Forgotten Artists: Roy Drusky
I am not sure why this should be true, but the 1960s produced an enormous number of silky-smooth male vocalists. Perhaps it was due to the crossover success of artists such as Eddy Arnold and Jim Reeves. More likely it was the result of the Rock ‘n Roll revolution of the mid-50s wiping out the radio market for classic pop, so that artists who would have aspired to become the next Eddy Howard, Johnny Ray, Julius LaRosa or Frank Sinatra, found themselves looking toward a Nashville that was attempting to broaden its appeal by co-opting the easy listening market.
The end result was some of the blandest music Nashville ever produced–no fiddle, no steel, pleasant but unmemorable voices and songs played at slow to medium-slow tempos. Most of these pleasant male voices made an album or two and faded from sight. This, not Hank and Lefty and ET, was the music that fueled the outlaw revolt of the mid-1970s.
Still, there were a few of the pleasant crooners who had something to distinguish themselves from the crowd–a little grit in their voice, some soul in their musical interpretations and something that set their voice apart from the crowd. Roy Drusky — the country Perry Como — was one of those few.
A true southerner, Drusky was born on June 22, 1930 in Atlanta, GA. His mother, a church organist, attempted to interest her son in music but like most boys of his era, Drusky’s first love was baseball. It wasn’t until he enlisted in the US Navy in the late 1940s that he shifted his focus to music, although even after leaving the Navy, he first tried out for the Cleveland Indians. In 1951, he put together a country band, the Southern Ranch Boys, that played in the Decatur, GA area. In Decatur, Drusky landed a job as a disc jockey. He continued to perform in local clubs after his band broke up, and on the strength of a 1953 Starday single, “Such a Fool,” he was signed to Columbia Records in 1955.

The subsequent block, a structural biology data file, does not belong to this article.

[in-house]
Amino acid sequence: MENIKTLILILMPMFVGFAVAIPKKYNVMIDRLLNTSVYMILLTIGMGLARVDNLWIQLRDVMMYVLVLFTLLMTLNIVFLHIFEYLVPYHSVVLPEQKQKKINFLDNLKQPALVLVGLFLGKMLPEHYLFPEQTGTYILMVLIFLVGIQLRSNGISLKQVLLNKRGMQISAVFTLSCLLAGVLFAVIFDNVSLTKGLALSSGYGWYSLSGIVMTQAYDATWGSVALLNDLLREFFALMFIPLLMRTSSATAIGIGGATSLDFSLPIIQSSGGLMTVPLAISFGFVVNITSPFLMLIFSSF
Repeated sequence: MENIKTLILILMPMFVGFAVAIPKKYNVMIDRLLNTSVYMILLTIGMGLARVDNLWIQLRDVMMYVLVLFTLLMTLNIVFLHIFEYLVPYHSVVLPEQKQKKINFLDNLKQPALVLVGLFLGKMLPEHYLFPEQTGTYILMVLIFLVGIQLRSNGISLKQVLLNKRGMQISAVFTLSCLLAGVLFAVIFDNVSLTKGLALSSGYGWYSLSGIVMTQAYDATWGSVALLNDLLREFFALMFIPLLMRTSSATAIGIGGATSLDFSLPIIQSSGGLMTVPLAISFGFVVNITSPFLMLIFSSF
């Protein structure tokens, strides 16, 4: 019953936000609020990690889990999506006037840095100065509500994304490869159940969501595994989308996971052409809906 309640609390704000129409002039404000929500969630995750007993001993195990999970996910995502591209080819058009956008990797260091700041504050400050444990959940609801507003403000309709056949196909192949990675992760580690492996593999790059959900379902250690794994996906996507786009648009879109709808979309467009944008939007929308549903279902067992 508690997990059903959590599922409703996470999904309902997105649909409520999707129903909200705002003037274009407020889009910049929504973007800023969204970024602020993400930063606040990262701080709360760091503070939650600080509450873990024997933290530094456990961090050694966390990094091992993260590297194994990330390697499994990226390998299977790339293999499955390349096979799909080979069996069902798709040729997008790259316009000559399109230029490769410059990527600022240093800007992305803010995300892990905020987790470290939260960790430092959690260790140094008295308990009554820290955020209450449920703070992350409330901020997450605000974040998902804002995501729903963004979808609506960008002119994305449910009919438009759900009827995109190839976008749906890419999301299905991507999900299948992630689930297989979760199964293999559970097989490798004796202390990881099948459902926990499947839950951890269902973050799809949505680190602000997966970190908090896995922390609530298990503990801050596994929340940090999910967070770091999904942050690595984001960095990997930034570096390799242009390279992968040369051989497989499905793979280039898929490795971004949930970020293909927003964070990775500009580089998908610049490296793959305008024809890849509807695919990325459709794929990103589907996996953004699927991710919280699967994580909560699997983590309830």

From Georgia, he moved to Minneapolis to continue his work in radio. Shortly after arriving, Drusky began headlining at the Flame Club, where he was able to showcase his talent as a singer and a songwriter. His songs came to the attention of Faron Young, who recorded two of Drusky’s songs: “Alone With You,” released in 1958, was Young’s biggest Billboard chart hit spending 13 weeks at #1 (oddly, it only reached #2 on Cash Box’s country chart) and “Country Girl,” released in 1959, which also reached #1.
Soon thereafter, Drusky moved to Nashville, signed with Decca and worked with legendary producer Owen Bradley. In 1960, a pair of successful ballads, “Another” (#2) and “Anymore” (#3), led to an invitation to join the Grand Ole Opry. That same year, he also released a Top 30 duet with Kitty Wells, “I Can’t Tell My Heart That.”
In 1961, Drusky released the double-sided hit “I’d Rather Loan You Out” (#10)/”Three Hearts in a Tangle (#2)” and also issued his first LP, Anymore With Roy Drusky. The next year, he reached the Top 10 again with “Second Hand Rose” (#3), and after a 1963 switch to Mercury records, the amusing “Peel Me A Nanner” (#10). Drusky continued to chart records, finally achieving that elusive #1 in 1965 with the “Yes, Mr. Peters,” a duet with Priscilla Mitchell (aka Mrs. Jerry Reed). Interestingly enough, in 1965, Roy’s version of the Liz Anderson-penned “Strangers” outperformed Merle Haggard’s version of the same song. Both versions reached the Top 10 (Drusky’s reached #6, Hag’s reached #7), even though the song seems tailor-made for Haggard.